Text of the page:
May 20, 2008 in More Logbook

Lighthouse Pancakes

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Ruth Glunt, longtime neighbor to the Saugerties Lighthouse and local historian, described the “full larder” of lighthouse keepers on the Hudson River:

Buckwheat and cornmeal flour, for ‘panny cakes’, were kept handy and maple syrup was cheaper in those days, but still a treat. Coffee was bought ‘in the bean’, and hand ground fresh and the delicious smell of the fresh coffee was seldom lacking.

In keeping with lighthouse tradition, I use whole bean coffee, which I grind each morning using a hand-mill. I also serve buckwheat pancakes with real maple syrup from the nearby Catskill Mountains.

My predecessor as keeper, Allen, developed a reputation for cooking delicious pancakes for breakfast. Lucky for me, Allen shared his pancake recipe with me. With practice, my pancakes earned praise as well. The recipe for “lighthouse pancakes” gradually changed from the original over the years as I made modifications. For instance, I leave sugar out of the recipe because people put syrup on their pancakes anyway, which is sweet enough. My most recent changes were to incorporate locally-grown/freshly-milled flours from Wild Hive Farm. Combined with Hudson Valley Fresh milk and eggs from nearby Sauer family farm, the main ingredients for the pancakes originate within a 50 mile radius.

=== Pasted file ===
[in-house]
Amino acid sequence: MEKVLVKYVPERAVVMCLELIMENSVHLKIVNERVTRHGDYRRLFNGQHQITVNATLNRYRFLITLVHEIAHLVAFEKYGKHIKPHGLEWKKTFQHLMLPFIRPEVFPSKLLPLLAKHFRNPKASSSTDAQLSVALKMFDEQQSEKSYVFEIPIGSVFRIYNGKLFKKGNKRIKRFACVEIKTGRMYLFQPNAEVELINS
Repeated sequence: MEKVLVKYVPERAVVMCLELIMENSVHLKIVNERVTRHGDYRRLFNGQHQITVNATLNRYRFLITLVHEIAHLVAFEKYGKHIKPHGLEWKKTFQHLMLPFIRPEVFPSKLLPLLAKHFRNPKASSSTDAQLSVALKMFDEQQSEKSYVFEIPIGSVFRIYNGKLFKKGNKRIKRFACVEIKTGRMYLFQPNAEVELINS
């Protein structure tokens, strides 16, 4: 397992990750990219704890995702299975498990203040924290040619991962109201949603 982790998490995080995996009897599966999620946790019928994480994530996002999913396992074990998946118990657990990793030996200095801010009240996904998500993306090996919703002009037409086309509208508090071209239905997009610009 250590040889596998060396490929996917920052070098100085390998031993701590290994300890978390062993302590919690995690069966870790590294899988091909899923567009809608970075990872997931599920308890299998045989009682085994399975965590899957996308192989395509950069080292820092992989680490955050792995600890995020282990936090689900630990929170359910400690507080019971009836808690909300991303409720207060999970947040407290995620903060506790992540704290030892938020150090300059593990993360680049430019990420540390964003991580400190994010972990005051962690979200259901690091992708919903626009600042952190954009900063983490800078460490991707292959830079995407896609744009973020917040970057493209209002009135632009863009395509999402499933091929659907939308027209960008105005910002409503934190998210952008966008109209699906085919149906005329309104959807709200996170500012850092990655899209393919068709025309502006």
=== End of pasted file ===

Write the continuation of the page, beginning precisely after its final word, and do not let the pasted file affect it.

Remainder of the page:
What’s the secret to great pancakes? Recipes may vary, but a proper pancake flipper is essential. I am fortunate that a clever keeper made a terrific pancake spatula out of an old, worn out pull-saw. He filed the serrated teeth off the saw-blade and trimmed the handle. The saw-blade was thin spring steel, which slides smoothly under pancakes.  Now for the recipe:

Saugerties Lighthouse pancakes (serves 4):
Dry ingredients:
1 cup all-purpose unbleached flour
1/2 cup buckwheat flour
1 Tablespoon baking powder
1 teaspoon salt
1/8 teaspoon cinnamon
1/8 teaspoon nutmeg

Wet ingredients:
1 1/2 cups milk
2 eggs, beaten
2 Tablespoons oil

Preheat cast iron griddle or skillet on medium-low flame. If the cast iron is well-seasoned, the pancakes won’t stick. Sift together dry ingredients. Stir in milk. Stir in eggs. Stir in oil. I find that stirring in the wet ingredients separately helps prevent clumps in the batter. Scoop a 1/4 cup of batter for each pancake onto the hot griddle. Flip with spatula to brown evenly on each side. Serve with real maple syrup and seasonal fruit.

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